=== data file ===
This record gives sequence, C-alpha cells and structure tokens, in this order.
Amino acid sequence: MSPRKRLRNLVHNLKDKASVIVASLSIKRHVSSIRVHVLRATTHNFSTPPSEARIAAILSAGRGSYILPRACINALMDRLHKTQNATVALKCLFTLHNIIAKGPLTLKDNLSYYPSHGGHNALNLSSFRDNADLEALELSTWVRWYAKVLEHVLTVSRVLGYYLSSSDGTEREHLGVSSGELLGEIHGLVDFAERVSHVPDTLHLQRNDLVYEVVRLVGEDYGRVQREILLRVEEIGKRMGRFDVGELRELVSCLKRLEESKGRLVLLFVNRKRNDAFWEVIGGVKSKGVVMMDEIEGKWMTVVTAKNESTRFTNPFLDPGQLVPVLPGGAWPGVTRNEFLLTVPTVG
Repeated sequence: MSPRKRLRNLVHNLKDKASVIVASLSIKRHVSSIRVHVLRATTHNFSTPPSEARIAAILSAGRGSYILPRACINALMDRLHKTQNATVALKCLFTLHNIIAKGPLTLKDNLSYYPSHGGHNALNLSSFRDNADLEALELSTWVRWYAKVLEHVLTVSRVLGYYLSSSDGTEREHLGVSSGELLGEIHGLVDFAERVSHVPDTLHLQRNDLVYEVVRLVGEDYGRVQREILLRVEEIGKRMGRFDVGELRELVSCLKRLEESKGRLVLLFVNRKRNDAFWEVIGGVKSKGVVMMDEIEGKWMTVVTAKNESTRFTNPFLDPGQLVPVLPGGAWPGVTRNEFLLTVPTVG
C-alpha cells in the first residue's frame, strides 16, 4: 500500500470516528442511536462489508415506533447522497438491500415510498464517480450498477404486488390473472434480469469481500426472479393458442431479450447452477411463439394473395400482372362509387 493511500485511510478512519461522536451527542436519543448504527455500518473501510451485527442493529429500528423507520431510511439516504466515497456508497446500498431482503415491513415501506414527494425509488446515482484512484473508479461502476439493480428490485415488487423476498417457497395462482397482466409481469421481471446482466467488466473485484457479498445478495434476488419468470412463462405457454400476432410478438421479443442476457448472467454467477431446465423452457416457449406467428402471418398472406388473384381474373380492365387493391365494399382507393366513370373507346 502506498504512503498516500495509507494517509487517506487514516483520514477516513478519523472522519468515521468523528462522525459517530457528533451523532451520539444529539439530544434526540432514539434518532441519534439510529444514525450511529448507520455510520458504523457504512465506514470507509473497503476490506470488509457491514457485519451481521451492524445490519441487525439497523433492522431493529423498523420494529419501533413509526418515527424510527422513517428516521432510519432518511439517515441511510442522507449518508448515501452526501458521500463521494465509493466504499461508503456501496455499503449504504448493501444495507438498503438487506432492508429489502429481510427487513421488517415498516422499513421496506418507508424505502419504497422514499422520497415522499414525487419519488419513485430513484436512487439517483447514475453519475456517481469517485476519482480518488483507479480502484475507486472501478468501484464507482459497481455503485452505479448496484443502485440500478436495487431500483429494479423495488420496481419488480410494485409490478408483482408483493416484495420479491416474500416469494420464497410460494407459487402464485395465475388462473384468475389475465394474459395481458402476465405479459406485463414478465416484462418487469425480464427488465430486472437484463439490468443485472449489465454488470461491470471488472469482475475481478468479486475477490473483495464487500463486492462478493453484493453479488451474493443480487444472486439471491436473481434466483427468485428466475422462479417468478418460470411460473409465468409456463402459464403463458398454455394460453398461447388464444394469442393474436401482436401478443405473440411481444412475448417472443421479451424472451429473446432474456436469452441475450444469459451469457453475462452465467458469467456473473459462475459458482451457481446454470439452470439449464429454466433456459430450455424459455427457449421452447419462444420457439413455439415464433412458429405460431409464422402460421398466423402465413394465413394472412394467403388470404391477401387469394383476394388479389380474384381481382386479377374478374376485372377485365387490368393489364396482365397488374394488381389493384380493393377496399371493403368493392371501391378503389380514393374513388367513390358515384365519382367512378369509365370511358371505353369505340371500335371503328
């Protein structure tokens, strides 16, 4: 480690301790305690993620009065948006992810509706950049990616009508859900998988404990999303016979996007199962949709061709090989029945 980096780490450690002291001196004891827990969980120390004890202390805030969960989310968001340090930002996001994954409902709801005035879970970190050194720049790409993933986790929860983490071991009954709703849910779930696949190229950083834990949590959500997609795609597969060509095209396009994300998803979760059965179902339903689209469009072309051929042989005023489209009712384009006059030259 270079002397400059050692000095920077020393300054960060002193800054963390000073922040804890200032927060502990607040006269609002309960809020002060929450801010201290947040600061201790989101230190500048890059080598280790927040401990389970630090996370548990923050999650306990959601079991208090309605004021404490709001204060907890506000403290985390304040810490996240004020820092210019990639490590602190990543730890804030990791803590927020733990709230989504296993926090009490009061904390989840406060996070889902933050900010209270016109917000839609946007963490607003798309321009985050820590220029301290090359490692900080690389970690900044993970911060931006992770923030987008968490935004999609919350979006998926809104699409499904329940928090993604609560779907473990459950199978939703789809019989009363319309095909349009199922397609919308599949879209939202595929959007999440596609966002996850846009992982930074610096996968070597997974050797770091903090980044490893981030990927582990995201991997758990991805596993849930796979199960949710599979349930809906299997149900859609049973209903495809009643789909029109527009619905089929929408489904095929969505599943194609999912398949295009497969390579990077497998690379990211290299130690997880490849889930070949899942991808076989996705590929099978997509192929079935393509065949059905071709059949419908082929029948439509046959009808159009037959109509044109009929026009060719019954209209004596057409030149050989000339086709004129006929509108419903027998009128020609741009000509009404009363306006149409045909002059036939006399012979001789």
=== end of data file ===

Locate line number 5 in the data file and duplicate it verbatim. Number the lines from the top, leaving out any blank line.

């Protein structure tokens, strides 16, 4: 480690301790305690993620009065948006992810509706950049990616009508859900998988404990999303016979996007199962949709061709090989029945 980096780490450690002291001196004891827990969980120390004890202390805030969960989310968001340090930002996001994954409902709801005035879970970190050194720049790409993933986790929860983490071991009954709703849910779930696949190229950083834990949590959500997609795609597969060509095209396009994300998803979760059965179902339903689209469009072309051929042989005023489209009712384009006059030259 270079002397400059050692000095920077020393300054960060002193800054963390000073922040804890200032927060502990607040006269609002309960809020002060929450801010201290947040600061201790989101230190500048890059080598280790927040401990389970630090996370548990923050999650306990959601079991208090309605004021404490709001204060907890506000403290985390304040810490996240004020820092210019990639490590602190990543730890804030990791803590927020733990709230989504296993926090009490009061904390989840406060996070889902933050900010209270016109917000839609946007963490607003798309321009985050820590220029301290090359490692900080690389970690900044993970911060931006992770923030987008968490935004999609919350979006998926809104699409499904329940928090993604609560779907473990459950199978939703789809019989009363319309095909349009199922397609919308599949879209939202595929959007999440596609966002996850846009992982930074610096996968070597997974050797770091903090980044490893981030990927582990995201991997758990991805596993849930796979199960949710599979349930809906299997149900859609049973209903495809009643789909029109527009619905089929929408489904095929969505599943194609999912398949295009497969390579990077497998690379990211290299130690997880490849889930070949899942991808076989996705590929099978997509192929079935393509065949059905071709059949419908082929029948439509046959009808159009037959109509044109009929026009060719019954209209004596057409030149050989000339086709004129006929509108419903027998009128020609741009000509009404009363306006149409045909002059036939006399012979001789």